USA v. Lewis Bell


OPINION filed : we AFFIRM defendant's conviction and remand to the district court for resentencing in accordance with this opinion, decision not for publication. Gilbert S. Merritt, Authoring Circuit Judge; Jeffrey S. Sutton, Circuit Judge and Richard Allen Griffin, Circuit Judge.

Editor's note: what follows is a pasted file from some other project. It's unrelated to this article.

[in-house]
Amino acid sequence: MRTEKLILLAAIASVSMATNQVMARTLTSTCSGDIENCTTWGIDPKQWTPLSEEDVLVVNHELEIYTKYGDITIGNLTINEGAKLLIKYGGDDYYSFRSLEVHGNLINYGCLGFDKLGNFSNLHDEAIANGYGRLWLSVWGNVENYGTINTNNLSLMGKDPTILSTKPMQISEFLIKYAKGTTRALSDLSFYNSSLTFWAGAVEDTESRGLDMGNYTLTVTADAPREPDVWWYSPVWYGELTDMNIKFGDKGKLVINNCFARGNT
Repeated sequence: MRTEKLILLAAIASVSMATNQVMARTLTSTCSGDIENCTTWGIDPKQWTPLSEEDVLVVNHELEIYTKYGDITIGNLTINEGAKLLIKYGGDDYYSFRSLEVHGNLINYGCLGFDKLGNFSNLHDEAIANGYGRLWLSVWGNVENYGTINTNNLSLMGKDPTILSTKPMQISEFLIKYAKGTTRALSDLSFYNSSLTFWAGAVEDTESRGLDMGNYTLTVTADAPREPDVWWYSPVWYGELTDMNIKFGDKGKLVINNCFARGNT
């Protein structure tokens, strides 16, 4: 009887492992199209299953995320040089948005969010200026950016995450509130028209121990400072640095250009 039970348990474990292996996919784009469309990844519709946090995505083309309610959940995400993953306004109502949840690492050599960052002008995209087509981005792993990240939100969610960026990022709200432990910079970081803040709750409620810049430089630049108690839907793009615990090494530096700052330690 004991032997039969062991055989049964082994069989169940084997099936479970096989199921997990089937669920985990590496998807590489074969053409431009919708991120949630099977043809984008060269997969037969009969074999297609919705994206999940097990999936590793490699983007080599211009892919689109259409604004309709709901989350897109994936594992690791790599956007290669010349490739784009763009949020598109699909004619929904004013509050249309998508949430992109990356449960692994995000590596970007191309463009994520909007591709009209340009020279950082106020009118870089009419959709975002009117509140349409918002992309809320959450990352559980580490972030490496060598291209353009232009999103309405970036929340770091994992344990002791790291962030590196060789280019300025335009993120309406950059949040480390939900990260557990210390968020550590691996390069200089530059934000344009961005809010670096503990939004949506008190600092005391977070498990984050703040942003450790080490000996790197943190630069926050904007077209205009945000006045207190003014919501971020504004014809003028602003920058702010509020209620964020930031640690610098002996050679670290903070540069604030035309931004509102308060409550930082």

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Case: 13-1250 Document: 59-2 Filed: 07/15/2014 Page: 1 NOT RECOMMENDED FOR FULL-TEXT PUBLICATION File Name: 14a0517n.06 Case No. 13-1250 UNITED STATES COURT OF APPEALS FOR THE SIXTH CIRCUIT FILED UNITED STATES OF AMERICA, ) ) ) ) ) ) ) ) ) ) ) Plaintiff-Appellee, v. LEWIS KEVIN BELL, Defendant-Appellant. ____________________________________/ Jul 15, 2014 DEBORAH S. HUNT, Clerk ON APPEAL FROM THE UNITED STATES DISTRICT COURT FOR THE EASTERN DISTRICT OF MICHIGAN Before: MERRITT, SUTTON, and GRIFFIN, Circuit Judges. MERRITT, Circuit Judge. The defendant Bell was convicted by a jury of being a felon unlawfully in the possession of a pistol in violation of 18 U.S.C. § 922(g)(1), for which the maximum sentence is ten years. The district court, following a recommendation of the presentence report, found the defendant also to be an Armed Career Criminal, which mandates a minimum sentence of fifteen years. The district court sentenced the defendant to seventeen years and six months. Due to the diligent work of defense counsel appointed on appeal, the parties have agreed that the defendant does not meet the test for punishment as an Armed Career Criminal and that his sentence should be vacated and the case remanded for resentencing. That agreement between the parties leaves two issues for decision on appeal: First, the defendant’s claim that the facts before the police did not justify the stop, seizure of the pistol and -1- Case: 13-1250 Document: 59-2 Filed: 07/15/2014 Page: 2 Case No. 13-1250 United States v. Bell arrest under the doctrine of Terry v. Ohio, 392 U.S. 1 (1968); and second, the defendant’s claim that the government improperly destroyed the coat the defendant was wearing when stopped— asserting that the indictment should have been dismissed, or “at a minimum,” that the jury should have been instructed to take into account the government’s conduct when it destroyed the defendant’s coat. I. The Terry Stop Issue On this Fourth Amendment claim, the district court accepted the prosecution’s rendition of the facts as follows: According to the government, Defendant was arrested while walking south-bound on Greenfield Road approaching Capitol Street at 2:30 a.m. on November 4, 2011, by two Detroit Police officers on patrol. The officers were on patrol in the area due to recent armed robberies and shootings, and they did not have a warrant for Defendant’s arrest. Upon seeing Defendant, the officers illuminated him with a flashlight. The officers testified they saw a bulge in defendant’s front jacket in the shape of a gun, at which point they exited their vehicle. After Defendant grabbed his pocket, the officer asked Defendant to show his hands, and Defendant ultimately complied. Upon finding a gun in Defendant’s possession, the officers arrested him. At oral argument and in his letter to the court of May 9, after oral argument on May 1, 2014, defense counsel took issue with the district court’s factual statement as follows: At the very least it must be acknowledged that the District Court clearly erred when it found that the officers “testified” that the bulge in Mr. Bell’s jacket was “in the shape of a gun.” Op. & O (doc. #30) 161 (emphasis added). There is no such testimony in the record. As we read the record, this defense claim understates the strength of the arresting officer’s testimony. Beginning on page 23 of the Record (doc. #33), an arresting officer testified as follows: -2- Case: 13-1250 Document: 59-2 Filed: 07/15/2014 Page: 3 Case No. 13-1250 United States v. Bell Q. On the activity log it indicates that there was a bulge in Mr. Bell’s pocket which appeared to be a gun, correct? A. Correct. Q. Could you see by the bulge that it was a gun or were you just assuming that the bulge was a gun? A. Well, the bulge appeared to be a gun to me. The officer’s belief, based on his eyewitness observations, that the defendant had a bulge in his pocket that was in the shape of a gun provides “reasonable suspicion” under the Terry doctrine that the defendant was carrying a concealed pistol. Defense counsel does not argue that carrying such a concealed weapon in Michigan is legal, but rather that simply having his hand on a “bulge” in his pocket is not sufficient to trigger a valid Terry stop. Here, however, the testimony was that the “bulge” was in the shape of a gun. The officer was “experienced,” a factor that Terry recites as a consideration to be taken into account. 392 U.S. at 23, 30. The other facts stated by the district court—that the events happened at 2:30 a.m. in the morning in a Detroit area where recent “robberies and shootings” had occurred—make a persuasive case for the stop in the first instance. The suspicion that the defendant had a pistol in his pocket completes the basis for the frisk and makes it reasonable. The arresting officers did not ask the defendant to hold up his hands and submit to a seizure until after this combination of factors was present. The request to raise his hands in such circumstances was approved in United States v. Mendenhall, 446 U.S. 544, 554 (1980). The district court did not err in accepting this reasoning. -3- Case: 13-1250 Document: 59-2 Filed: 07/15/2014 Page: 4 Case No. 13-1250 United States v. Bell II. Improper Destruction of Evidence The defendant also should not prevail on his claim that the district court should have either dismissed the indictment or given a favorable jury instruction because his coat was not preserved as evidence. As this court explained in United States v. Jobson, the following three-part test is applied to determine if the destruction of evidence offended due process: (1) that the government acted in bad faith in failing to preserve the evidence; (2) that the exculpatory value of the evidence was apparent before its destruction; and (3) that the nature of the evidence was such that the defendant would be unable to obtain comparable evidence by other reasonably available means. 102 F.3d 214, 218 (6th Cir. 1996). There is no evidence that the government (Wayne County Jail) acted in bad faith, or destroyed the defendant’s coat for any reason independent of the jail’s normal practice. Whether the coat could have been helpful to the defendant’s case may be difficult to determine today, but it is not obvious that Bell could not have used another coat from the same company to make the point. Accordingly, we affirm defendant’s conviction and remand to the district court for resentencing in accordance with this opinion. -4-